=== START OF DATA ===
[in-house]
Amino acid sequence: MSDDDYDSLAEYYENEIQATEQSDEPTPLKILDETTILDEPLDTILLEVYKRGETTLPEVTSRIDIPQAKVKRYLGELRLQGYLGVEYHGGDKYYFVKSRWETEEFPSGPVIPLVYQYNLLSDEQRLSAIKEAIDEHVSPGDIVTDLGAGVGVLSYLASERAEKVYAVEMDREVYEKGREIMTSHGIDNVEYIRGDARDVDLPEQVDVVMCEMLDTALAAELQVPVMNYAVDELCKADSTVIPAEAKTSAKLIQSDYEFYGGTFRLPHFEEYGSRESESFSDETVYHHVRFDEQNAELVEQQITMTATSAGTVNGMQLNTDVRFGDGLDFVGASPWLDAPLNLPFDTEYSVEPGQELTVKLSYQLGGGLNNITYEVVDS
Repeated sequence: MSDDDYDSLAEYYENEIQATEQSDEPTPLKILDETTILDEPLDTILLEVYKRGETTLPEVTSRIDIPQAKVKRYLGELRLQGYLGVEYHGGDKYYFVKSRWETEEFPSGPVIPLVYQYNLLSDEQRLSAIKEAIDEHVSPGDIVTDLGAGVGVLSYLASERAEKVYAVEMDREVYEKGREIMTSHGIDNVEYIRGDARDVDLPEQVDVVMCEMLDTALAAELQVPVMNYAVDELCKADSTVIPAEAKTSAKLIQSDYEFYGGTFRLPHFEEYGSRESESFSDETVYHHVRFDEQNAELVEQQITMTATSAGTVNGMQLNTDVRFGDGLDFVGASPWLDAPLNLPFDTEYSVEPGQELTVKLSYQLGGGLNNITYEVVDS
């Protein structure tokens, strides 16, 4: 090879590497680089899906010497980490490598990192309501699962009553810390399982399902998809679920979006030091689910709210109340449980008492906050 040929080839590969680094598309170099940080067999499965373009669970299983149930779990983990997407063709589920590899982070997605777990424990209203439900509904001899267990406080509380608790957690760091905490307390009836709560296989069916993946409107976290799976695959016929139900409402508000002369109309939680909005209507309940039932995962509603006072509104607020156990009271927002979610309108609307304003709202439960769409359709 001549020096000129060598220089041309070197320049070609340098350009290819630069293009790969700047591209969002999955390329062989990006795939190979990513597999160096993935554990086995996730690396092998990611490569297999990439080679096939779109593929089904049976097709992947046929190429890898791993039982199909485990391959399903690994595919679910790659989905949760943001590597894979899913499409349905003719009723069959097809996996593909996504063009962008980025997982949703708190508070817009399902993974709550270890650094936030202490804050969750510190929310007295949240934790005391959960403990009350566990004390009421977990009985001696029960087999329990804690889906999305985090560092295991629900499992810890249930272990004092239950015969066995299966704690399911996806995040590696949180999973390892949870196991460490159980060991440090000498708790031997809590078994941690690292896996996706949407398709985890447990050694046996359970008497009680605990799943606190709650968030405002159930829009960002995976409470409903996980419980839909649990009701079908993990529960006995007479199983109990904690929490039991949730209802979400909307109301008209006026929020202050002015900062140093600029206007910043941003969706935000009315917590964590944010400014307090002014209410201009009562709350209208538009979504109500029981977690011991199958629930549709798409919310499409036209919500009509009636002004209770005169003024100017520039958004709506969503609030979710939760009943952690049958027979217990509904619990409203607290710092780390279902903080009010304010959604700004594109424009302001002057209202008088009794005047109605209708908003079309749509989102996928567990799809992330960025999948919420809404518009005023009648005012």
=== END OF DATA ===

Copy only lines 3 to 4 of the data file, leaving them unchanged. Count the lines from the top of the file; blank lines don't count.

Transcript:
Repeated sequence: MSDDDYDSLAEYYENEIQATEQSDEPTPLKILDETTILDEPLDTILLEVYKRGETTLPEVTSRIDIPQAKVKRYLGELRLQGYLGVEYHGGDKYYFVKSRWETEEFPSGPVIPLVYQYNLLSDEQRLSAIKEAIDEHVSPGDIVTDLGAGVGVLSYLASERAEKVYAVEMDREVYEKGREIMTSHGIDNVEYIRGDARDVDLPEQVDVVMCEMLDTALAAELQVPVMNYAVDELCKADSTVIPAEAKTSAKLIQSDYEFYGGTFRLPHFEEYGSRESESFSDETVYHHVRFDEQNAELVEQQITMTATSAGTVNGMQLNTDVRFGDGLDFVGASPWLDAPLNLPFDTEYSVEPGQELTVKLSYQLGGGLNNITYEVVDS
């Protein structure tokens, strides 16, 4: 090879590497680089899906010497980490490598990192309501699962009553810390399982399902998809679920979006030091689910709210109340449980008492906050 040929080839590969680094598309170099940080067999499965373009669970299983149930779990983990997407063709589920590899982070997605777990424990209203439900509904001899267990406080509380608790957690760091905490307390009836709560296989069916993946409107976290799976695959016929139900409402508000002369109309939680909005209507309940039932995962509603006072509104607020156990009271927002979610309108609307304003709202439960769409359709 001549020096000129060598220089041309070197320049070609340098350009290819630069293009790969700047591209969002999955390329062989990006795939190979990513597999160096993935554990086995996730690396092998990611490569297999990439080679096939779109593929089904049976097709992947046929190429890898791993039982199909485990391959399903690994595919679910790659989905949760943001590597894979899913499409349905003719009723069959097809996996593909996504063009962008980025997982949703708190508070817009399902993974709550270890650094936030202490804050969750510190929310007295949240934790005391959960403990009350566990004390009421977990009985001696029960087999329990804690889906999305985090560092295991629900499992810890249930272990004092239950015969066995299966704690399911996806995040590696949180999973390892949870196991460490159980060991440090000498708790031997809590078994941690690292896996996706949407398709985890447990050694046996359970008497009680605990799943606190709650968030405002159930829009960002995976409470409903996980419980839909649990009701079908993990529960006995007479199983109990904690929490039991949730209802979400909307109301008209006026929020202050002015900062140093600029206007910043941003969706935000009315917590964590944010400014307090002014209410201009009562709350209208538009979504109500029981977690011991199958629930549709798409919310499409036209919500009509009636002004209770005169003024100017520039958004709506969503609030979710939760009943952690049958027979217990509904619990409203607290710092780390279902903080009010304010959604700004594109424009302001002057209202008088009794005047109605209708908003079309749509989102996928567990799809992330960025999948919420809404518009005023009648005012």